Sunday, January 22, 2012

9th WFFBKK review: I Carried You Home


  • Directed by Tongpong Chantararangkul
  • Starring Akhamsiri Suwanasuk, Apinya Sakuljaroensuk, Torphong Kul-on, Porntip Kamlung
  • Opening film of 9th World Film Festival of Bangkok, January 20, 2012; unrated
  • Wise Kwai's rating: 3/5

Like an unplanned road trip, I Carried You Home (Padang Besar, ปาดังเบซา) takes awhile to get moving. Typical of a lot of Southeast Asian indie features that are aimed at the festival circuit, it's a langorous journey, but once it's well and truly on the highway, about an hour into the trek, the pace picks up.

The debut feature by Tongpong Chantararangkul, I Carried You Home mixes death and humor, though not in the raucously morbid way of say, Weekend at Bernie's. After all, this is a Thai indie feature and not a silly Hollywood comedy. Also, there's bucketloads of tears in this story of estranged sisters reunited by their mother's passing.

But there are a few laughs along the way as the siblings spend an awkward 800-kilometer ride with mom's corpse in the back of an ambulance. The laughs are mainly thanks to the ambulance driver (Torphong Kul-on) – a young guy who mines nose nuggets and gets stoned enough to trip out on the light refracting through raindrops on the windshield.

More weirdness comes from the seemingly bizarre practice the characters have of talking to the dead woman, telling her that the ambulance is going through a tunnel, crossing a bridge, making a left turn and passing by a grilled chicken stand. At one point, they almost cause a traffic pile-up on the entrance to a freeway because they forget to tell mom they are turning and reverse to make the turn again. I guess it's a Thai thing, but Western audiences are sure to be perplexed.

Beginning with the ambulance backing up to the hospital door to load up the mother's body, the narrative dips in and out of the past just before mom died, and slowly spoon-feeds background information on the sisters, the younger Pann (Apinya Sakuljaroensuk) and her older sister Pinn (Akhamsiri Suwanasuk). Pann is in high school in Bangkok, living with her Aunt Toey. She's on the verge of heading to university, and to get away from her gushing aunt and her visiting mother (Porntip Kamlung), she makes the excuse that she's got to study for exams. Instead, she spends her time hanging out with a girl classmate, ice-skating at a mall, smoking cigarettes in the carpark and talking about boys.

Pinn, the more delicate-featured of the two, has run off to Singapore, where she works a menial job in a dry cleaners. The circumstances of Pinn's running away are mysterious, and Pann and the mother become quiet when their Aunt Toey brings Pinn up.

The girl's mother has come up from Padang Besar (hence the film's Thai title), a town in the southern Thai province of Satun, on the Malaysian border, to visit Bangkok. She spends her days singing karaoke for a crowd at a shopping-mall food court. Because of the way the chronology is structured, the freakish circumstances of the mother's death is kept mysterious as well. One minute she's warbling an old ballad for an appreciative crowd of beer-drinking aunties and the next she's a stiff on a stretcher. Though she does have an immaculate hairdo and freshly applied makeup.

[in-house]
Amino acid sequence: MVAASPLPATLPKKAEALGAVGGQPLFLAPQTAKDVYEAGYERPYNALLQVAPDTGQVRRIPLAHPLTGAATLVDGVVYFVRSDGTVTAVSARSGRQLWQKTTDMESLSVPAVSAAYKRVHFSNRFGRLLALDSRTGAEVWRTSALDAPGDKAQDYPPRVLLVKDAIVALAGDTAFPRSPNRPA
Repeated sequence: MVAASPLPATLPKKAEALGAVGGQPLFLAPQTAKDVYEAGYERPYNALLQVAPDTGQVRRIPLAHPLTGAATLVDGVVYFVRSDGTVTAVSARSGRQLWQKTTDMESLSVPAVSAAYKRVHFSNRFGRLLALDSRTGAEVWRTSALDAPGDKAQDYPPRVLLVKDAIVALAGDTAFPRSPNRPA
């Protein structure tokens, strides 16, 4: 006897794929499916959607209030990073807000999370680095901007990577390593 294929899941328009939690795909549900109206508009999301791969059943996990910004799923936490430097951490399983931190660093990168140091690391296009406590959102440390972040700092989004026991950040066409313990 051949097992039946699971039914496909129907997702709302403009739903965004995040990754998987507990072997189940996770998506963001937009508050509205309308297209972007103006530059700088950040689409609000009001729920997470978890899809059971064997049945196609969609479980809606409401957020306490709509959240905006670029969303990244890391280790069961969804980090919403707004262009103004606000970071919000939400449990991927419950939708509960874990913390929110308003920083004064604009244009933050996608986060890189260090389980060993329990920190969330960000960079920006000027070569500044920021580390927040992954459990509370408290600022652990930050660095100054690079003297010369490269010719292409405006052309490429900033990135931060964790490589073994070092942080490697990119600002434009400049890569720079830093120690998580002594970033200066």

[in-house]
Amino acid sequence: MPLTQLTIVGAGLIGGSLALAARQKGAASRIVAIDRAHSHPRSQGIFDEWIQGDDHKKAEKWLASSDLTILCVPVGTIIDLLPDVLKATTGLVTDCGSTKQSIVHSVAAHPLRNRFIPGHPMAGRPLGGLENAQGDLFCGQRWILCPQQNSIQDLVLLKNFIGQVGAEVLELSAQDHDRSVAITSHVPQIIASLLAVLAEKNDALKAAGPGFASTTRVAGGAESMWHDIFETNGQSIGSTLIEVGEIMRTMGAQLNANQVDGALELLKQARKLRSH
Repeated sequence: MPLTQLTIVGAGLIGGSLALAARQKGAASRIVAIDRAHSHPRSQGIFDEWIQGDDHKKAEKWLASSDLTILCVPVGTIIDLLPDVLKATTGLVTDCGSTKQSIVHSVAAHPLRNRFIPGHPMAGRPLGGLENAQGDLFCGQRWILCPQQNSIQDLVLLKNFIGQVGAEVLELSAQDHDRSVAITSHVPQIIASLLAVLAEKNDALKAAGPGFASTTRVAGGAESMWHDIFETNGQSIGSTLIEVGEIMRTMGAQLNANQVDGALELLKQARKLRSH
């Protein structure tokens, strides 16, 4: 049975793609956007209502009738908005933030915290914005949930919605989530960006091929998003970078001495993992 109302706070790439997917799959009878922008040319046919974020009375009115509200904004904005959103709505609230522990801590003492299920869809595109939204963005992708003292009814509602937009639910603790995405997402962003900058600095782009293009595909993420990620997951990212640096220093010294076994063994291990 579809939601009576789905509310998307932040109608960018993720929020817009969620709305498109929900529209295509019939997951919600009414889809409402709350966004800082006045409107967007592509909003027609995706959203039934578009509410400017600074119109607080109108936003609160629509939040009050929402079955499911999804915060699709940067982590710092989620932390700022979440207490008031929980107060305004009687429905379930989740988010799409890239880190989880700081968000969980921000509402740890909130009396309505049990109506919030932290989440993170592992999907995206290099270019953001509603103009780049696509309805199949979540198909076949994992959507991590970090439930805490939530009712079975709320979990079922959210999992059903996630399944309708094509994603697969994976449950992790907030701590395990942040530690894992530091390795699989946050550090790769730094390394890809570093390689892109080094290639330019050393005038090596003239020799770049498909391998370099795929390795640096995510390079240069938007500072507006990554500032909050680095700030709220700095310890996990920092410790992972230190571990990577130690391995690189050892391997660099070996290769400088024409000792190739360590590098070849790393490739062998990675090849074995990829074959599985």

With Pinn toiling away in Singapore, young Pann is left alone to deal with the mother's death and the outpouring of emotion by the blubbering Aunt Toey. Pann, the tough girl, the smoking girl, keeps things bottled up until it becomes too much for her, and then she's sobbing uncontrollably.

When Pinn finally shows up, Pann gives her the silent treatment. Together, they have to ride in the ambulance to take mom back to Pedang Besar. It's going to be a long, tedious drive. At first, it's Pinn, apparently trying to make up for running away by playing the dutiful daughter. She does all the talking, telling her dead mother where the ambulance is going. She also lights an incense stick, prompting the driver to say something, asking Pinn to crack a window.

Other people want to talk too. The mother's phone rings. "Why don't you answer it?" Pinn asks her younger sis. "Why didn't you answer when I called?" Pann retorts. But Pinn was busy working when she got the call about her mother.

The ill feeling between the sisters persists. A request to turn up the air-conditioning by one sister is belayed by another sister. Eventually, they stop for the night. The sisters have to share a room, and in their day of constant togetherness, the tension begins to melt away, and more is revealed. Even Pann starts to talk to the dead mother and tell her where they are.

So they make it to the funeral, and there are lovely scenes of life around Pedar Besar, and the mixed Thai-Chinese Buddhists and Muslim community. Previously, there are lovely scenes of other things, stretching this movie to 115 minutes when 80 or 90 minutes would probably do. There's a final poetic shot and then the fade to the credits, over which plays indie Thai rock.



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